This total represents a compelling fact that emphasizes the growing importance of the US Hispanic market as both consumers and potential new voters. Hispanics are the majority in 342 counties, representing 18 percent of the American population and totaling more than 56 million nationwide in 2014. Their relative youth, growing influence and buying power present compelling reasons for business strategists to redefine their priorities. READ MORE AT BUSINESSWIRE

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Latina women learn value of networking in business


Sitting in a conference room with about 150 other women, Park City restaurateur Blanca Gohary took notes while listening intently to speakers discussing the importance of making personal connections in the local business community.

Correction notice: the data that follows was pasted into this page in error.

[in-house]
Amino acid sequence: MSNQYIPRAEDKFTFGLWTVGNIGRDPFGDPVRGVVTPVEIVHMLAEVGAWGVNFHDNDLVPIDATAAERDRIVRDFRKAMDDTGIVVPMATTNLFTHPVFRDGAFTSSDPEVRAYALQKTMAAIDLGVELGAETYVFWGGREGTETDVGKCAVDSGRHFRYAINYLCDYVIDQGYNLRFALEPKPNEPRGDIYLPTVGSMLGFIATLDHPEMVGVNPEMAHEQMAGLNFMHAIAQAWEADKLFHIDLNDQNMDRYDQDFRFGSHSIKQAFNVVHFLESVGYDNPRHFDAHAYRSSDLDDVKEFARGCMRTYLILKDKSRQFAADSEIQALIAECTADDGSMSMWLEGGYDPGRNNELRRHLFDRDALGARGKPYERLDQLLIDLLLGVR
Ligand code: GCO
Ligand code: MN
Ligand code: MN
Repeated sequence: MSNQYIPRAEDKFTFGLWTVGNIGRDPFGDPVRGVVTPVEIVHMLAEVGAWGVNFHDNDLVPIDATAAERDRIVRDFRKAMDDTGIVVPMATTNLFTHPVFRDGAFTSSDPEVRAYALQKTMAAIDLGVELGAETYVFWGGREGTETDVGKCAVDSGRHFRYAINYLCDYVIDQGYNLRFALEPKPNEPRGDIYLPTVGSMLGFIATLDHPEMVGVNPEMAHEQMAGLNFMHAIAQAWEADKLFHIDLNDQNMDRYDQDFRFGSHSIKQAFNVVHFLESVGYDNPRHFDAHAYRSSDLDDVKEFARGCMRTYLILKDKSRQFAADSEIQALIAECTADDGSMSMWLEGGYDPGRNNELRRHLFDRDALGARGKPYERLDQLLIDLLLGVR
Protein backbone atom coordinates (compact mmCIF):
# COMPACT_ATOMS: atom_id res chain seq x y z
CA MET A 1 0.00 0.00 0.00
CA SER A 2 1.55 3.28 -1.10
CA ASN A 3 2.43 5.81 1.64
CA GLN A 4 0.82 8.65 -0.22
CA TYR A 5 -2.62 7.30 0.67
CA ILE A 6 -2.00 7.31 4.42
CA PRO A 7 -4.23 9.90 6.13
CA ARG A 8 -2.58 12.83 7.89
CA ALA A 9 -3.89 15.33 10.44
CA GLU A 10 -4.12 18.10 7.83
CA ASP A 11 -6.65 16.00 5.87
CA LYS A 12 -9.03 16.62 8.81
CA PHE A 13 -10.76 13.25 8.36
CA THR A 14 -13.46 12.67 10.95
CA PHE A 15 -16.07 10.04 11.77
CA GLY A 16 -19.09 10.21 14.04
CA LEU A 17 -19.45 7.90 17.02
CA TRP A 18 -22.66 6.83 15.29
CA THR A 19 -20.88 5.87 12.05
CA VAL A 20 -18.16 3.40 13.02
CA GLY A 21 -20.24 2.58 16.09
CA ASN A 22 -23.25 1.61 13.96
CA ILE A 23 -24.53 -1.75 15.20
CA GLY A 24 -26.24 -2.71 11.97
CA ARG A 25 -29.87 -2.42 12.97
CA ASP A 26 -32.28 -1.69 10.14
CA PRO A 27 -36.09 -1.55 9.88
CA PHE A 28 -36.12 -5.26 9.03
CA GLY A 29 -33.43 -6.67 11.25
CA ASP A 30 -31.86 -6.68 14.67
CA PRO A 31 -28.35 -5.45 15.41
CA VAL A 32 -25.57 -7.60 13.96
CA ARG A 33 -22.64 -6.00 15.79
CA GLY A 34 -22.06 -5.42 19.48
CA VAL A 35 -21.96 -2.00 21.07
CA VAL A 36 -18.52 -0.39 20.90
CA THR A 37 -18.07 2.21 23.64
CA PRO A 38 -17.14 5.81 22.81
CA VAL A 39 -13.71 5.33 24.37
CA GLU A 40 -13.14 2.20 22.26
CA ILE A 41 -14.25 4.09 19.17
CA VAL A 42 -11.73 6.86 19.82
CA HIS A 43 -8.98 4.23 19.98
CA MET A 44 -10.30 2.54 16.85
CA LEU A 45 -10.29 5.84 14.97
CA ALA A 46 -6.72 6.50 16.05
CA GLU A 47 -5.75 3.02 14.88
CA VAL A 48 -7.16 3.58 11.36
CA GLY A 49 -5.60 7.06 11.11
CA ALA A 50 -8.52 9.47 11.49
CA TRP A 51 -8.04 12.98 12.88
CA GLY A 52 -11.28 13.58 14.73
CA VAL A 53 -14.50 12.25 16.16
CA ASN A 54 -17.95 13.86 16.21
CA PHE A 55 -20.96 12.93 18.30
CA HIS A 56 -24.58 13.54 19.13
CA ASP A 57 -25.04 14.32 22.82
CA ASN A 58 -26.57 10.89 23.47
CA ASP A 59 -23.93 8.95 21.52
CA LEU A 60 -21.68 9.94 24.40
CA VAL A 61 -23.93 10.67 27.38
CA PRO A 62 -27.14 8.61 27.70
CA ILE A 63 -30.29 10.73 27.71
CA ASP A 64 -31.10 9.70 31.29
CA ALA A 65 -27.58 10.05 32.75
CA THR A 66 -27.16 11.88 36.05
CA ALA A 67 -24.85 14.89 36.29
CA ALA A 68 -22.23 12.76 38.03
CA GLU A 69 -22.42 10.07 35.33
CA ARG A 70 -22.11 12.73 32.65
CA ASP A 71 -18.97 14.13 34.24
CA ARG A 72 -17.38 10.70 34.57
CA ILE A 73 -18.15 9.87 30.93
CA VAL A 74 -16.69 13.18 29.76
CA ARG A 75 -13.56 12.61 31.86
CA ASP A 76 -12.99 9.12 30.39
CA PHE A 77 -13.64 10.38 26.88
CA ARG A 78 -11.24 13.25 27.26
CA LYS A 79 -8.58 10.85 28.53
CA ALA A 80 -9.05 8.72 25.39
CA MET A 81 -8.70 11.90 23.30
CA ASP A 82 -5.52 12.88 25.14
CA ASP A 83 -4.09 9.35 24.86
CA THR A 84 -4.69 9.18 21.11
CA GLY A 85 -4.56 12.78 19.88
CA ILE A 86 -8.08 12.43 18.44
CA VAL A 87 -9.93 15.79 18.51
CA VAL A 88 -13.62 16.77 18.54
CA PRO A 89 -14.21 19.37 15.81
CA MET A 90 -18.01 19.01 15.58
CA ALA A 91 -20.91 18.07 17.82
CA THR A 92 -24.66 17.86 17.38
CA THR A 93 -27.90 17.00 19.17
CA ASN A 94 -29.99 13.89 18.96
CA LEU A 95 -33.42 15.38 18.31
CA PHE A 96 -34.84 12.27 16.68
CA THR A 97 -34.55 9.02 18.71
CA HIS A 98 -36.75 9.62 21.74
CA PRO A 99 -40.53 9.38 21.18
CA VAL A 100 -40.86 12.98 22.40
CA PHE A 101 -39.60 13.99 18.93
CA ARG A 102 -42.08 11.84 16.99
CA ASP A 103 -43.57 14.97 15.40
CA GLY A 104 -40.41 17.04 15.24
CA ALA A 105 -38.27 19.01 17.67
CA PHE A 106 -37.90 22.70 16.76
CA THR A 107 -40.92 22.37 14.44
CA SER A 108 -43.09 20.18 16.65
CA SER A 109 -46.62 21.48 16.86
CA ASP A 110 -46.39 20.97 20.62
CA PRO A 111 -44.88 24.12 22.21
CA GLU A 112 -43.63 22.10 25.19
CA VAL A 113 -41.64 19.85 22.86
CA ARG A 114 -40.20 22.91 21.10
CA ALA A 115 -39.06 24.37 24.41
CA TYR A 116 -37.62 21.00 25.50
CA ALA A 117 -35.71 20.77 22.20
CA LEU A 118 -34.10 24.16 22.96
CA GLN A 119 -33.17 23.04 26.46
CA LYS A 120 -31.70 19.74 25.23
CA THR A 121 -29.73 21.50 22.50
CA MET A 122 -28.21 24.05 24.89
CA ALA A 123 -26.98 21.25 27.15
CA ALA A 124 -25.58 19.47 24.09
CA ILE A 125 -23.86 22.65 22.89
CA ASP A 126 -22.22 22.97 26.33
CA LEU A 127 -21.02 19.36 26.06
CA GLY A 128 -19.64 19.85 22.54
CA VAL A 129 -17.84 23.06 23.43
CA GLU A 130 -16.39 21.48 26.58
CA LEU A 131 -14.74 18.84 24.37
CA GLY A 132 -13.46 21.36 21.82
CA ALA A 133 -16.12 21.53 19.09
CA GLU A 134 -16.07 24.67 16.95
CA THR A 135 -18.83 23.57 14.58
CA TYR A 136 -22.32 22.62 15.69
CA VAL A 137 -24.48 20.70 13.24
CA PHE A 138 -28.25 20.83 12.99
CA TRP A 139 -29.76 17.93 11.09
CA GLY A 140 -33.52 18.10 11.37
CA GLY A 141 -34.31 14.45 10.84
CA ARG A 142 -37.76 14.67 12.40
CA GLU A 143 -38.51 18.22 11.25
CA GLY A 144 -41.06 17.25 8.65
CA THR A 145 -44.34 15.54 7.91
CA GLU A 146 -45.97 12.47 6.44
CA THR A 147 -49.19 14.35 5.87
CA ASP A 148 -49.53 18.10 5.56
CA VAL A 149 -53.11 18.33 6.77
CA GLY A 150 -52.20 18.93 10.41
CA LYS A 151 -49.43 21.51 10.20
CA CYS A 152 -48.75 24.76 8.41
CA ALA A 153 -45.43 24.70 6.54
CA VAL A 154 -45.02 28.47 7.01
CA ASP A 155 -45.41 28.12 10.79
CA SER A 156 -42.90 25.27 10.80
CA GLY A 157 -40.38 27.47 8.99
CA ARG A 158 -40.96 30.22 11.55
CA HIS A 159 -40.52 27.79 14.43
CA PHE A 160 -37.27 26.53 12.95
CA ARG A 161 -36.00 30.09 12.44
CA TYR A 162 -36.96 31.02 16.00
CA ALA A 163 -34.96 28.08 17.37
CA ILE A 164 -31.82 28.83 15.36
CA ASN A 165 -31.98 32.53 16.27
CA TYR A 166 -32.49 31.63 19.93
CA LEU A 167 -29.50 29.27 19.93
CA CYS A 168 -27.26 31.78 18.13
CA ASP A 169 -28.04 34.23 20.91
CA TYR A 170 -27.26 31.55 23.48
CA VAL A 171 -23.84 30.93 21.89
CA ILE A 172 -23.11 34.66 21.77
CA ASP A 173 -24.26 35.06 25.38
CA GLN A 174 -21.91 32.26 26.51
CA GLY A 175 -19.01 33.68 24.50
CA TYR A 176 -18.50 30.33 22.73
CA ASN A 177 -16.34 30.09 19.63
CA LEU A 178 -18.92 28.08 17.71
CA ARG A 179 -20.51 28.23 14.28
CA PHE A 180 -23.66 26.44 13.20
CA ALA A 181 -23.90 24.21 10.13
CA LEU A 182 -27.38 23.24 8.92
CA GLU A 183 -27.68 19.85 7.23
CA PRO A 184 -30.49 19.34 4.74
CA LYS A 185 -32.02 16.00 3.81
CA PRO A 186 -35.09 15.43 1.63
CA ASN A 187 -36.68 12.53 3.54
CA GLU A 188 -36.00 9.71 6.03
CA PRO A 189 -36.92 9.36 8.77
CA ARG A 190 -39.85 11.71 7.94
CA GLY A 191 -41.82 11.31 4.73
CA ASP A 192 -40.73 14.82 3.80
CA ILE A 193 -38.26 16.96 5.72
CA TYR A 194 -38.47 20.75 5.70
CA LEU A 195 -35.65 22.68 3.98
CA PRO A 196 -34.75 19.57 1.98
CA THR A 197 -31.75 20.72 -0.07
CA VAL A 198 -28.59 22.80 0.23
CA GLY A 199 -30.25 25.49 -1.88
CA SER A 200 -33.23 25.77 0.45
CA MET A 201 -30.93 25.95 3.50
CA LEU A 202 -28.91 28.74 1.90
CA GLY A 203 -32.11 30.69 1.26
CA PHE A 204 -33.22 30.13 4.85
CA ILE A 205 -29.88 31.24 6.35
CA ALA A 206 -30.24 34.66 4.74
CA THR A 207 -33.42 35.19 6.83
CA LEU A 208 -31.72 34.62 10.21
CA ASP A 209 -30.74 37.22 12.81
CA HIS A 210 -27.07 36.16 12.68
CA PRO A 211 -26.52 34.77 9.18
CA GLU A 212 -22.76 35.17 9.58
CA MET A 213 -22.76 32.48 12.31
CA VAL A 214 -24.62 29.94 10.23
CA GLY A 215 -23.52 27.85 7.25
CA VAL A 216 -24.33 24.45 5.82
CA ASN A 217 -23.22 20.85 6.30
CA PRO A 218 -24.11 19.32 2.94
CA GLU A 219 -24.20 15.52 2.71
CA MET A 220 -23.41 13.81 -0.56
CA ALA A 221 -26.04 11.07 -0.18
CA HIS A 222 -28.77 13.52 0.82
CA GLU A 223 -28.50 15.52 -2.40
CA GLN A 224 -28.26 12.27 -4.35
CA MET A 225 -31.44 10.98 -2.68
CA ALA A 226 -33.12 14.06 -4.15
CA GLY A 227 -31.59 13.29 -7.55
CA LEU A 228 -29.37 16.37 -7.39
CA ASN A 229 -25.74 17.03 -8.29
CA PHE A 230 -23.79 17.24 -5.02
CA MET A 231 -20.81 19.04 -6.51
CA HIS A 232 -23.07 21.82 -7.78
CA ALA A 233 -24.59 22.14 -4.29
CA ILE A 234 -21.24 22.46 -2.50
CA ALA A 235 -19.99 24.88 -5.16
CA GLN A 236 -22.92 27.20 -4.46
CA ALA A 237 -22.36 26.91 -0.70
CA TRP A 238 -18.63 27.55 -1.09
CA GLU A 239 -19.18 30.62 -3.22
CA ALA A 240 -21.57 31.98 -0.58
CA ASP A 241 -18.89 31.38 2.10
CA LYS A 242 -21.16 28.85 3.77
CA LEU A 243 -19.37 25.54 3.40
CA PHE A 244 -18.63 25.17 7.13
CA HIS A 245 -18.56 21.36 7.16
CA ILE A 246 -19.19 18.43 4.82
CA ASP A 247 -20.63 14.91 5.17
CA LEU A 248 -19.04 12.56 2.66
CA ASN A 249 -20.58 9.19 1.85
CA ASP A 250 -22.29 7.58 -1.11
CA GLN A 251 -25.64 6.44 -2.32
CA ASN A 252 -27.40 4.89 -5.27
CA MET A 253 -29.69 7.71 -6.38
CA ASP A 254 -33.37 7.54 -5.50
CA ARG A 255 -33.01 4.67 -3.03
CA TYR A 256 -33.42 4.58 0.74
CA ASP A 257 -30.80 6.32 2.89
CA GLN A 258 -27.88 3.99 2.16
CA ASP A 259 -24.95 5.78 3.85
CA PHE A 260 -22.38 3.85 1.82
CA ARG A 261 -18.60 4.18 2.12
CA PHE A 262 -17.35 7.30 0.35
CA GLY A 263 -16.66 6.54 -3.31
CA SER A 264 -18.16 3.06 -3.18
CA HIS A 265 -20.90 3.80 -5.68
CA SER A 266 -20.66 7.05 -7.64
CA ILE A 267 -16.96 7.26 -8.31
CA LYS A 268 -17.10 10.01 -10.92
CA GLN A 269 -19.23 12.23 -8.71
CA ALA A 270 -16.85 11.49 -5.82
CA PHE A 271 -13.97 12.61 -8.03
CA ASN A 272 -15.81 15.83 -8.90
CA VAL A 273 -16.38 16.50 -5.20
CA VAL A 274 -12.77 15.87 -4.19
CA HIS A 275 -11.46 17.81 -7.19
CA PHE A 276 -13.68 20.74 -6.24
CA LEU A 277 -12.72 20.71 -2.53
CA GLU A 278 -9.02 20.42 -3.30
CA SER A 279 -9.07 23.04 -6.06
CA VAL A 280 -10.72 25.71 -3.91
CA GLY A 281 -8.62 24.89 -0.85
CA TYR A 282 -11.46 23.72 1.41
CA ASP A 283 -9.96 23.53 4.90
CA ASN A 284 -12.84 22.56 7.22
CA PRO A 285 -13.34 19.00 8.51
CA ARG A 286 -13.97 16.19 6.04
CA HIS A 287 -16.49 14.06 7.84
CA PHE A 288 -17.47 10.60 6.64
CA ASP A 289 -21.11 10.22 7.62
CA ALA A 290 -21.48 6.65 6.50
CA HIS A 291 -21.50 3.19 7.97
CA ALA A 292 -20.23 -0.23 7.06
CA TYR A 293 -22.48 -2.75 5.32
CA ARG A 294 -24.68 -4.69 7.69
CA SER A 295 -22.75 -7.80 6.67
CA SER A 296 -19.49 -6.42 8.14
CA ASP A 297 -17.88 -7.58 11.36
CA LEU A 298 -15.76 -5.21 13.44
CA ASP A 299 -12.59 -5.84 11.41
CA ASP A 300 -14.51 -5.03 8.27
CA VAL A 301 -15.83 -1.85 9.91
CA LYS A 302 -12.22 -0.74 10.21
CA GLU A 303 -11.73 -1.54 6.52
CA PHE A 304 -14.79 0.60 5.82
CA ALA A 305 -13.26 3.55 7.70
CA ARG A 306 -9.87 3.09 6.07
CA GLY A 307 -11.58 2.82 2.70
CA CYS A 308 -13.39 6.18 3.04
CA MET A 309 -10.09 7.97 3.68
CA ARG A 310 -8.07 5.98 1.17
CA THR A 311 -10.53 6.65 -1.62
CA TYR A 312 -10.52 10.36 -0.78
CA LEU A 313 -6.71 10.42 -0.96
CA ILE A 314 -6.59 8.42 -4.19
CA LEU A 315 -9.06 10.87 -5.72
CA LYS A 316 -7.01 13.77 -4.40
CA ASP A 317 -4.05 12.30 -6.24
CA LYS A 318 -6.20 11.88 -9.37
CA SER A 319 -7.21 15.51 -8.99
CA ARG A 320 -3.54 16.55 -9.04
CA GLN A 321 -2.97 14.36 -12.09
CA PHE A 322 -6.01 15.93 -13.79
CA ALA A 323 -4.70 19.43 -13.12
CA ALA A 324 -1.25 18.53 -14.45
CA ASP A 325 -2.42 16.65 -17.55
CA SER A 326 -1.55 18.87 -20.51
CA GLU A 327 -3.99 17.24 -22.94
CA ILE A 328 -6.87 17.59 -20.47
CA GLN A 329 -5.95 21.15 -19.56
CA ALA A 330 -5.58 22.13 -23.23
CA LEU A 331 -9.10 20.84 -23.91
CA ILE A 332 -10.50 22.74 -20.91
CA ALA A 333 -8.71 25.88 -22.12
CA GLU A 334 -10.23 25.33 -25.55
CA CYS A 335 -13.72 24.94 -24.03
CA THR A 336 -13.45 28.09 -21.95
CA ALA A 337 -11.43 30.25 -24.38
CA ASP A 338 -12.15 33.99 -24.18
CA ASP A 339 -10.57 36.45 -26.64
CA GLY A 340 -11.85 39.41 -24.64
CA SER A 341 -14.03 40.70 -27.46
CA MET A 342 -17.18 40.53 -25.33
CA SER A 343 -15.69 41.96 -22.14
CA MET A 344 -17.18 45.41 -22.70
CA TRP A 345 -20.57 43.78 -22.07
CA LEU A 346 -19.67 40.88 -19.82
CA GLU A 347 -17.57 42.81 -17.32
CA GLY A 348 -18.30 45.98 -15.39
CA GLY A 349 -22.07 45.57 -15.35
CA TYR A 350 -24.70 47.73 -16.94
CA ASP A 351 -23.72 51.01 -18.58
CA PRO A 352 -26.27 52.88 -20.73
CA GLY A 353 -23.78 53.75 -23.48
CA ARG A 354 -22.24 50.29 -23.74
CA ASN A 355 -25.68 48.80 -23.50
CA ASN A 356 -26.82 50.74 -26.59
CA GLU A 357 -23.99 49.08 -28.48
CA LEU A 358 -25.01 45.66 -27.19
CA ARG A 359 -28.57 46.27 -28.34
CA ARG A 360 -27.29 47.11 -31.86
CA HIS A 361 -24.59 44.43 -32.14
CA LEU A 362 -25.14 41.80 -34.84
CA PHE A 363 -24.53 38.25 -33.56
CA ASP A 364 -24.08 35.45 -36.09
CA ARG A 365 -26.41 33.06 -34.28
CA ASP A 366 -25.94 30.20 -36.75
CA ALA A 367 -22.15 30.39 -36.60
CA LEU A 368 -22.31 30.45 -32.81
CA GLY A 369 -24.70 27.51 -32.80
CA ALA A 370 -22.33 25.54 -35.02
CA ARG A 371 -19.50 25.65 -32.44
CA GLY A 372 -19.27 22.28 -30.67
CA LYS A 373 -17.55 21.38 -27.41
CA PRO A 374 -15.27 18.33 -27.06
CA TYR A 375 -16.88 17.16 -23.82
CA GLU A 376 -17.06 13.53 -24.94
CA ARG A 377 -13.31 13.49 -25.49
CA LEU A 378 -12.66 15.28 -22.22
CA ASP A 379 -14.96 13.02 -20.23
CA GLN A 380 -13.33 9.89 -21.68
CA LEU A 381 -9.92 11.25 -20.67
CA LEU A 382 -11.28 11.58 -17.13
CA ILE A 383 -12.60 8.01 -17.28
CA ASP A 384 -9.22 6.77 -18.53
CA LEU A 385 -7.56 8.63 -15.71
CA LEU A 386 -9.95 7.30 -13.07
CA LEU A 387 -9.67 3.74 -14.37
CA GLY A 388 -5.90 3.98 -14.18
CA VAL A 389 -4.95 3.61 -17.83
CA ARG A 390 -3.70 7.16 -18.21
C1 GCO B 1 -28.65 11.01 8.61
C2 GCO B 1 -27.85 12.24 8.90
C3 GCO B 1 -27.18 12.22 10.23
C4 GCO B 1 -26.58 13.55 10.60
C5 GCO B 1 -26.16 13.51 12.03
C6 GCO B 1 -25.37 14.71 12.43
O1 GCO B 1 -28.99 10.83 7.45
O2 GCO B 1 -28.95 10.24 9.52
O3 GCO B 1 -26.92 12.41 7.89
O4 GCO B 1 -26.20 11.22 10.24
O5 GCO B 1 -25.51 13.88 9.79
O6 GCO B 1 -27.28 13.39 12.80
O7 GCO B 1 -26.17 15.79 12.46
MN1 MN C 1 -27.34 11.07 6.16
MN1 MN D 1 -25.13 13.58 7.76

Gohary was among the scores of women attending the Latina Style Inc. Business Series on Thursday at the Maverik Center.

The one-day development conference seeks to empower Latina professionals and business owners by bringing them together with key corporations and educational leaders that provide information most needed by today’s entrepreneurs, explained Robert Bard, Latina Style's president and CEO. READ MORE

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Do you think Tiffany & Co, BMW, Ralph Lauren, Private Banking, AMEX Platinum or The Ritz when you think of Latinos? If not, you may be allowing stereotypes to limit your ability to tap into a segment growing faster than any other within the luxury and upscale categories.

While previous research has already revealed a vibrant luxury market with Hispanics earning $110,000+ (which is growing 8 percent faster than the rest, reporting 221 percent growth in the last decade), the sweet spot has now been revealed by a new study challenging conventional thinking: "America’s New Upscale Segment: Latinos!

The study by AHAA: The Voice of Hispanic Marketing, in partnership with Nielsen and Santiago Solutions, is placing the spotlight on the ‘brown elephant’ in the room represented by Latinos. READ MORE